Since COVID-19 has taken over our daily lives, we have received numerous questions from our clients regarding specific fact patterns and how they are handled under the new laws, regulations, and guidance. Due to the urgency of the situation, many clients have not had a chance to fully understand the impact of these new laws, and the CARES Act is no exception. Many clients who are signed to union collective bargaining agreements (CBAs) need to know how union dues are impacted by the CARES Act. The short answer is that they are not.
Initially, it is important to understand what is covered under the CARES Act and what is not. In its simplest terms, the CARES Act addresses employer payroll expenses. This includes wages, employer-provided fringe benefits, payroll taxes, and the like. Note that union dues are an employee deduction and not an employer contribution.
By way of further background, a union dues deduction is strictly a product of a CBA. Under the law, an employer is permitted to deduct from an employee’s wages the amount of dues that the employee has authorized. The employer has actually paid the employee’s gross hourly wage rate in the first place, from which the employee’s taxes and any other employee-authorized deductions are made. Such deductions include co-pays for health insurance premiums, optional enhanced fringe benefits costs, employee deferral under the employer’s 401(k) plan, a multi-employer union vacation fund, AND union dues. In short, the employer has already given the employee the hourly wage (from which the dues are deducted) that is already part of the employer’s CARES Act payroll calculation.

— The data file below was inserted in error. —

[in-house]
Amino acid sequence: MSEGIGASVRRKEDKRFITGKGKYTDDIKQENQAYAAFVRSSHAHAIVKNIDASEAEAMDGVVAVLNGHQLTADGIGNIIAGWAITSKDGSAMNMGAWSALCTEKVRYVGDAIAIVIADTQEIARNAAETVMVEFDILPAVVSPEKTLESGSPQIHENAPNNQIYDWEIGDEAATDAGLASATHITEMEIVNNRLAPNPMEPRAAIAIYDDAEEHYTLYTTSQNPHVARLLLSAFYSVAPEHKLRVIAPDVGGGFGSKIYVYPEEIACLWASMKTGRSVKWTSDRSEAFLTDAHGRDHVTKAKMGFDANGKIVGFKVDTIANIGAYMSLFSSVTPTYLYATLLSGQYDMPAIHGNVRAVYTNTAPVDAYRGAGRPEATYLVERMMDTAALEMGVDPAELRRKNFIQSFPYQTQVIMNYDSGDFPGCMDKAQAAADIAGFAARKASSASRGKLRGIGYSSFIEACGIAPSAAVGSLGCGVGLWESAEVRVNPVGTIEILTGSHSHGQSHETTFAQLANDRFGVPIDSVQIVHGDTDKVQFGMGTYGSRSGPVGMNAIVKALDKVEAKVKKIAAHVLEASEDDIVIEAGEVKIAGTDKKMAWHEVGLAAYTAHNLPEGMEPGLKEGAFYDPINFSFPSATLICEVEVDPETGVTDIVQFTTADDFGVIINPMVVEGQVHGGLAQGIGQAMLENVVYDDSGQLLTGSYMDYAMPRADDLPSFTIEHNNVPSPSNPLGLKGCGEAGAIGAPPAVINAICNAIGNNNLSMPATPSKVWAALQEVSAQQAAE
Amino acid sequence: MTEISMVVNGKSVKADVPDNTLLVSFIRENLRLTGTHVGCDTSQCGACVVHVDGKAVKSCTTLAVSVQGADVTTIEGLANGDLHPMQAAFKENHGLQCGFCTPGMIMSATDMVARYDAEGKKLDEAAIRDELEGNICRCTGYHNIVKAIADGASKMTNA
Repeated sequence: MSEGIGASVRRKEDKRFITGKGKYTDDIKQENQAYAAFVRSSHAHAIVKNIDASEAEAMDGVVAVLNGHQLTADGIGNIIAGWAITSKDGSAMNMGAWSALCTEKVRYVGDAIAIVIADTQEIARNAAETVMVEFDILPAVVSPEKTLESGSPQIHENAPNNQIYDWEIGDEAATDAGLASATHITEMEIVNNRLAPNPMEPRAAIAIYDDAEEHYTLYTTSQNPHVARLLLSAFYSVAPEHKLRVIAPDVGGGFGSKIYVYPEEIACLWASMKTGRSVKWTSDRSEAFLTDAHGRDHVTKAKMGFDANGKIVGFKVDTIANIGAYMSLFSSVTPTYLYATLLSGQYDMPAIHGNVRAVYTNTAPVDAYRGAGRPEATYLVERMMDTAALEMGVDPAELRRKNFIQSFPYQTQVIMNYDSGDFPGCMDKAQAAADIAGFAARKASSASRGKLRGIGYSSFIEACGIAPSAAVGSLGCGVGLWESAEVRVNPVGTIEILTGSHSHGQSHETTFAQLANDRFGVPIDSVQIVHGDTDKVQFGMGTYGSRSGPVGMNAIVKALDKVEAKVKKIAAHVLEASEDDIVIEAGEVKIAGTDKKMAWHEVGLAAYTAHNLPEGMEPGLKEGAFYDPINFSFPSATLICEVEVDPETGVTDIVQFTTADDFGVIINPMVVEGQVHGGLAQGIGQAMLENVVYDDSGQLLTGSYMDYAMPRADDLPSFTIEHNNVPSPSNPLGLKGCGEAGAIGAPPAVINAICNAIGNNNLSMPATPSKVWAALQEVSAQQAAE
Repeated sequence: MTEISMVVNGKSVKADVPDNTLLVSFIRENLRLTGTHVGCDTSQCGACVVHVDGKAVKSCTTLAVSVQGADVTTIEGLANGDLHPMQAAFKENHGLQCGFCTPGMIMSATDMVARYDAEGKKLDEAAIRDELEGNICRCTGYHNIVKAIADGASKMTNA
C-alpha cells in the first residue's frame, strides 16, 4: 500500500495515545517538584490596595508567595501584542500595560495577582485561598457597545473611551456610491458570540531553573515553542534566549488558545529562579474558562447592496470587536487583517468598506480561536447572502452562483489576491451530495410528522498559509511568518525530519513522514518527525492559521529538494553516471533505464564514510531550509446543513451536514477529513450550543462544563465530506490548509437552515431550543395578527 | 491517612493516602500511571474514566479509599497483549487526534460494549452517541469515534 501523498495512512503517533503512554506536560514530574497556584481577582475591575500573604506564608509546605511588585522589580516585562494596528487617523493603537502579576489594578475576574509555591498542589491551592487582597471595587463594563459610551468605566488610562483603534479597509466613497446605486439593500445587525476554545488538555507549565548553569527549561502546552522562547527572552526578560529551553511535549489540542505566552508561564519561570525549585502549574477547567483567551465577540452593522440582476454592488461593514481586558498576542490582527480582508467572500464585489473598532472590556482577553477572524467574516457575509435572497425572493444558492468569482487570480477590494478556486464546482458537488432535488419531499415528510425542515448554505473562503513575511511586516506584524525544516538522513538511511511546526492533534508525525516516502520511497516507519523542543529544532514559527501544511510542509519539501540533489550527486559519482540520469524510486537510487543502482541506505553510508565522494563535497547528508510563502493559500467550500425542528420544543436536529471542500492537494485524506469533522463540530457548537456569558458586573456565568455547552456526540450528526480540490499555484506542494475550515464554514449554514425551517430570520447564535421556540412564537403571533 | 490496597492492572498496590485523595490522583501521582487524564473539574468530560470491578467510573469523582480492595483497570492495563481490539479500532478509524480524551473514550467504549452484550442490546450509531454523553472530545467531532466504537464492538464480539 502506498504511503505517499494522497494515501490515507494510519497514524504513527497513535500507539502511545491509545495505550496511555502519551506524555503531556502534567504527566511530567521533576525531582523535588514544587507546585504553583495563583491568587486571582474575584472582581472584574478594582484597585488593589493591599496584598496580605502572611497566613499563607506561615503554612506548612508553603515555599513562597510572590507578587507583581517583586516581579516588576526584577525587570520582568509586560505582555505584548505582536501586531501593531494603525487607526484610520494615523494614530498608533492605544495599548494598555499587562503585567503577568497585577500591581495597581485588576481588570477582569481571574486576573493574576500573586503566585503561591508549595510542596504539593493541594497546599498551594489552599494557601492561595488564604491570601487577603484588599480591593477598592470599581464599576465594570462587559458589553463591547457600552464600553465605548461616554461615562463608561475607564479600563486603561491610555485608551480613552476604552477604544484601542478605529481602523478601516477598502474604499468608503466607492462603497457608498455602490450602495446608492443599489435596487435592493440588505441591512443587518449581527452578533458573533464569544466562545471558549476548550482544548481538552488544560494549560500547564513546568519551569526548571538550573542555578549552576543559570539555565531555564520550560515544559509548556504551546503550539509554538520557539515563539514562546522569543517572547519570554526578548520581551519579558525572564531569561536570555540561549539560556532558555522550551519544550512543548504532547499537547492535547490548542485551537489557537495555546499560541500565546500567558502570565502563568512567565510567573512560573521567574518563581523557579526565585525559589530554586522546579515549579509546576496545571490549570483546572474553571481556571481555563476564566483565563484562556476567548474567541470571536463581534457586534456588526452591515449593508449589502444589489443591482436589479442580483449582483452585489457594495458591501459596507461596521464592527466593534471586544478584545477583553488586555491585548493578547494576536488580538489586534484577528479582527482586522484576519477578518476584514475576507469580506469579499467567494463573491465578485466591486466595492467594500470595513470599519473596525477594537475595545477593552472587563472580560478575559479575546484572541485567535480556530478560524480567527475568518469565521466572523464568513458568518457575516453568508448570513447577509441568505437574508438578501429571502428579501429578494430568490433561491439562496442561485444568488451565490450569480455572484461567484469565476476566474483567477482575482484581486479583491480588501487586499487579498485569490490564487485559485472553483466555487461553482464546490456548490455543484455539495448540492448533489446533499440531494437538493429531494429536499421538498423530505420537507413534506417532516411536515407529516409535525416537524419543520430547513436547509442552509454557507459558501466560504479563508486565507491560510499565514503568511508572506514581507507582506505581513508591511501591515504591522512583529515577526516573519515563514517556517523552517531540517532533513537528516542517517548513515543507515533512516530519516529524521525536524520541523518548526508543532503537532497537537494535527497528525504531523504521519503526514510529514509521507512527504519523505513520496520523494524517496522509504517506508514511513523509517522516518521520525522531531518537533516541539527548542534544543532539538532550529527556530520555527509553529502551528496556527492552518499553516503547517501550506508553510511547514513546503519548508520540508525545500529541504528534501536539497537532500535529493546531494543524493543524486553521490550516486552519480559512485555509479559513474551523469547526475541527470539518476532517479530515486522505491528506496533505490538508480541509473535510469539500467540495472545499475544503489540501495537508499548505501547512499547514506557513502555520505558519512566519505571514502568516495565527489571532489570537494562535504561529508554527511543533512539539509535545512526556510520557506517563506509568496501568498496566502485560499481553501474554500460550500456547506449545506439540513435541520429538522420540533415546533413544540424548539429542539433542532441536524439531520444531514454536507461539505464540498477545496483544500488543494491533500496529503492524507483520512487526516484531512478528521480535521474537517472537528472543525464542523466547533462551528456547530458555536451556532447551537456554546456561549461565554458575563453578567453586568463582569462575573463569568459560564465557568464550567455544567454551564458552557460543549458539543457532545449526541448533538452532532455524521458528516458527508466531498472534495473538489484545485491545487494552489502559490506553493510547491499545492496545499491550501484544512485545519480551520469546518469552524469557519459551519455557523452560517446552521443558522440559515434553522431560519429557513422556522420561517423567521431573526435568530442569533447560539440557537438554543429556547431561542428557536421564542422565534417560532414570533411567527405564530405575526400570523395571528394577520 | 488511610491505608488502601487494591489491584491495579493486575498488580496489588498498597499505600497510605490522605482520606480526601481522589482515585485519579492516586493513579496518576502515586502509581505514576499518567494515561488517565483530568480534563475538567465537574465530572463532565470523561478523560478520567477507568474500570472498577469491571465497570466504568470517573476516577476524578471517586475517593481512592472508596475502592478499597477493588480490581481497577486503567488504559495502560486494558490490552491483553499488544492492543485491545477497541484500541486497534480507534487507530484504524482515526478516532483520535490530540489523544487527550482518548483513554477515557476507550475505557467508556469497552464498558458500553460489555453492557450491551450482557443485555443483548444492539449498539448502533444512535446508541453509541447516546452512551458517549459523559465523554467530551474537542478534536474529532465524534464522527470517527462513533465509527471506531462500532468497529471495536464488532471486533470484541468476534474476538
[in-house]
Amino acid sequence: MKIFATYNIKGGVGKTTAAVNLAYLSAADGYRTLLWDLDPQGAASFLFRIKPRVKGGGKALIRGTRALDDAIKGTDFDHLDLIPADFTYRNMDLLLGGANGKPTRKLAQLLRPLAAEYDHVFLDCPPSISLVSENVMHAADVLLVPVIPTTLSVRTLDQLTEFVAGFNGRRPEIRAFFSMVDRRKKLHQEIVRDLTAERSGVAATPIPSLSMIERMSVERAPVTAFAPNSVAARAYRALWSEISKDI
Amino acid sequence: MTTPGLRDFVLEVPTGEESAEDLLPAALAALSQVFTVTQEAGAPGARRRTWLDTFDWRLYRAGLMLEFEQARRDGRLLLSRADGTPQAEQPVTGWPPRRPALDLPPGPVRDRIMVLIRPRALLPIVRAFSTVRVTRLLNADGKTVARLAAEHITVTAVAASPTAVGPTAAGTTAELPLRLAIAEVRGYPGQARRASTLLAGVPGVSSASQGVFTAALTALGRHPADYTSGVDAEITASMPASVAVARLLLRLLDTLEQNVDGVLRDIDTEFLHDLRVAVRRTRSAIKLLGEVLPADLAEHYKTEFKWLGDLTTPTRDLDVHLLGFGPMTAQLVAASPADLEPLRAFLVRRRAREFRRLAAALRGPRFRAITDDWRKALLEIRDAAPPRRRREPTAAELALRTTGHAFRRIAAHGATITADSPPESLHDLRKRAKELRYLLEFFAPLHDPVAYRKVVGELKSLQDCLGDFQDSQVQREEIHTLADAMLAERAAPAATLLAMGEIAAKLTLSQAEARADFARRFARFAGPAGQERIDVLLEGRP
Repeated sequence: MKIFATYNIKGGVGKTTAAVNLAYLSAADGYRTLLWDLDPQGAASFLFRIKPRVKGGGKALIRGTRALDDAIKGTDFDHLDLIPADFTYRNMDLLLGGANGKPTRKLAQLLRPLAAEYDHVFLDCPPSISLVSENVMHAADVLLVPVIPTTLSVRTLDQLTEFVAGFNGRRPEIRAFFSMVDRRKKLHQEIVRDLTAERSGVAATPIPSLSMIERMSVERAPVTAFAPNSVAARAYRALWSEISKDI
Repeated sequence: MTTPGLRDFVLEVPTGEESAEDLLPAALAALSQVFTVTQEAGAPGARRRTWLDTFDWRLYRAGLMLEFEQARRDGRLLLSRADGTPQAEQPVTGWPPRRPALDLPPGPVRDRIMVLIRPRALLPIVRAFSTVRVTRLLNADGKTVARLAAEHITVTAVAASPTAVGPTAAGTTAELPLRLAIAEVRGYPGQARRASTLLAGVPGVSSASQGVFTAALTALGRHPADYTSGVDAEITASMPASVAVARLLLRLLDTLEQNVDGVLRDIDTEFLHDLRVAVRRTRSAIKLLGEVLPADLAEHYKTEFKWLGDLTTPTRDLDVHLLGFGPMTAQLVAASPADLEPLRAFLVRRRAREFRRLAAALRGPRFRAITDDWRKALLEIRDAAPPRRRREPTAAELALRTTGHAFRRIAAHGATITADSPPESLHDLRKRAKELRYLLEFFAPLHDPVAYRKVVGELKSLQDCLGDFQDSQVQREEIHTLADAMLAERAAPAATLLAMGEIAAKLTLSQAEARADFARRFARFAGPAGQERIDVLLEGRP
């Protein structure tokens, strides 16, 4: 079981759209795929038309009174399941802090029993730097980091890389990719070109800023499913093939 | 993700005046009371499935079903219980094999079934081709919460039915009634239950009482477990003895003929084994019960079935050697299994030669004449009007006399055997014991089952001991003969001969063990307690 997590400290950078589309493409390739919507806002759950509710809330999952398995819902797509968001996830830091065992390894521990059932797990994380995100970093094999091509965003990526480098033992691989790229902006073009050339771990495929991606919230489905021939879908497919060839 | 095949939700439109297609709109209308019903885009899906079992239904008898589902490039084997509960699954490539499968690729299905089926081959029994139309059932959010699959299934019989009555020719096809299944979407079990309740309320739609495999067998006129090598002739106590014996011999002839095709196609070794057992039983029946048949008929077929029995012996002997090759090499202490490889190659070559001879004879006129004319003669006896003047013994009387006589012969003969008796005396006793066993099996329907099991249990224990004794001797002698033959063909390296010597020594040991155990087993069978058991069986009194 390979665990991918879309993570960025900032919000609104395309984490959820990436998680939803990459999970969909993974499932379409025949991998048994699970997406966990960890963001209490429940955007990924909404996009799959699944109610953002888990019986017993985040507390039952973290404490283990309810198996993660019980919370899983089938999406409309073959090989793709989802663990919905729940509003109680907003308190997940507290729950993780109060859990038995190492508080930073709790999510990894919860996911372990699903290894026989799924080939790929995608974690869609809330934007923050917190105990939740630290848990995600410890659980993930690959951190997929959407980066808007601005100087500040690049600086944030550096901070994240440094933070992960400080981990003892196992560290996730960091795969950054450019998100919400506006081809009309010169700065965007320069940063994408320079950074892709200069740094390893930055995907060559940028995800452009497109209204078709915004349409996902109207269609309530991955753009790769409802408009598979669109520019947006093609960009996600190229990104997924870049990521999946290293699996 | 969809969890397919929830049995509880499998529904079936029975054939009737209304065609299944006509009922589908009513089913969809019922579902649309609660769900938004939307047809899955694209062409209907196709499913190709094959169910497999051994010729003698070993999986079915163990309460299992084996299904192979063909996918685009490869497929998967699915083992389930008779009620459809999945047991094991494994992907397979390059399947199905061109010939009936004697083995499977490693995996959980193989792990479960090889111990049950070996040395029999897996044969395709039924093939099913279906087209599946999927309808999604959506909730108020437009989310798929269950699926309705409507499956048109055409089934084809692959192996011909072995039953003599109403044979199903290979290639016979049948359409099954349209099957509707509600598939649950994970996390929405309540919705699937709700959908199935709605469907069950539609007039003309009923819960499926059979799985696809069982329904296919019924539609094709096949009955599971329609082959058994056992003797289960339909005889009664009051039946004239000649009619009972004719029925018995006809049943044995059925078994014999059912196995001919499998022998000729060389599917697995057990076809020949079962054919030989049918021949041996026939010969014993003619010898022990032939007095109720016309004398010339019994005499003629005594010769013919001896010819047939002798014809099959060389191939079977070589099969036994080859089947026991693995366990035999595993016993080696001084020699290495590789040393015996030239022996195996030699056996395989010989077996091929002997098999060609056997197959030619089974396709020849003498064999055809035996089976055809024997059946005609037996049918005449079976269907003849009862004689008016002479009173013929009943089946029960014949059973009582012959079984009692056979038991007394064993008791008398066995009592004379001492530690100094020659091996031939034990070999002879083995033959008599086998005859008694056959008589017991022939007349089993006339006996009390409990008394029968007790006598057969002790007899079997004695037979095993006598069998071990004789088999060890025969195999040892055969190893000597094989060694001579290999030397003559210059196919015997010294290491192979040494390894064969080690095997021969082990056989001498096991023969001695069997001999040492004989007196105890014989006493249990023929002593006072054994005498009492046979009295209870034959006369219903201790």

If an employer was able to “add on” the cost of the employee’s dues to what it was seeking, it would be double-dipping. We have seen that some unions are suspending or deferring the collection of dues during this time. Many unions do not charge dues during periods of layoff. Of course, this begs the next question—what if the employer continues to make wage payments to bargaining unit employees (to be eligible for a forgivable loan), should dues still be deducted? YES, as the employee continues to be paid. The union would not know if the employee is actually working or just sitting at home and effectively getting paid for not working. There is no harm in asking the union, in writing, what their position is on the deduction/remittance of dues. Remember, it is the employee’s money, not the employer’s.
This is a long way of saying that union dues have nothing to do with the CARES Act and how the amount the employer is seeking is calculated.
Source: Cohen Seglias Pallas Greenhall & Furman’s Labor & Employment Group.